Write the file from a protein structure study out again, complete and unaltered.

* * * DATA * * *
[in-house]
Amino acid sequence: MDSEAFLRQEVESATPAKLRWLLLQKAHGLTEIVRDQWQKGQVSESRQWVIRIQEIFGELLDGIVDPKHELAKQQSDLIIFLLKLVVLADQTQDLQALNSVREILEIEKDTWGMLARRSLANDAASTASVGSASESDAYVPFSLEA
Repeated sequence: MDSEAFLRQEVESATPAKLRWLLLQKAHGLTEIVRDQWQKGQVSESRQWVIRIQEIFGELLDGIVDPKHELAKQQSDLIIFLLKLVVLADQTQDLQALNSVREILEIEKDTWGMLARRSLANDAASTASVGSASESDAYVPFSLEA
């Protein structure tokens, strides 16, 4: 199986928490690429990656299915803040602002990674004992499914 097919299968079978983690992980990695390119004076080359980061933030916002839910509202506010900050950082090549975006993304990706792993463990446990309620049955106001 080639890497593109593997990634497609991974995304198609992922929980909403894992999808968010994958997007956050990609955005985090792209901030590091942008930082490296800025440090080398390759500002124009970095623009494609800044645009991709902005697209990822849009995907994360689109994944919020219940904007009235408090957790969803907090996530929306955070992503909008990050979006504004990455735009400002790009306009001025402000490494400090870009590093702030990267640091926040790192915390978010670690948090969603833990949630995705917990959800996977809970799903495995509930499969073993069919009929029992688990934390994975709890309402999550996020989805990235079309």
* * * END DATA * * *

[in-house]
Amino acid sequence: MDSEAFLRQEVESATPAKLRWLLLQKAHGLTEIVRDQWQKGQVSESRQWVIRIQEIFGELLDGIVDPKHELAKQQSDLIIFLLKLVVLADQTQDLQALNSVREILEIEKDTWGMLARRSLANDAASTASVGSASESDAYVPFSLEA
Repeated sequence: MDSEAFLRQEVESATPAKLRWLLLQKAHGLTEIVRDQWQKGQVSESRQWVIRIQEIFGELLDGIVDPKHELAKQQSDLIIFLLKLVVLADQTQDLQALNSVREILEIEKDTWGMLARRSLANDAASTASVGSASESDAYVPFSLEA
């Protein structure tokens, strides 16, 4: 199986928490690429990656299915803040602002990674004992499914 097919299968079978983690992980990695390119004076080359980061933030916002839910509202506010900050950082090549975006993304990706792993463990446990309620049955106001 080639890497593109593997990634497609991974995304198609992922929980909403894992999808968010994958997007956050990609955005985090792209901030590091942008930082490296800025440090080398390759500002124009970095623009494609800044645009991709902005697209990822849009995907994360689109994944919020219940904007009235408090957790969803907090996530929306955070992503909008990050979006504004990455735009400002790009306009001025402000490494400090870009590093702030990267640091926040790192915390978010670690948090969603833990949630995705917990959800996977809970799903495995509930499969073993069919009929029992688990934390994975709890309402999550996020989805990235079309």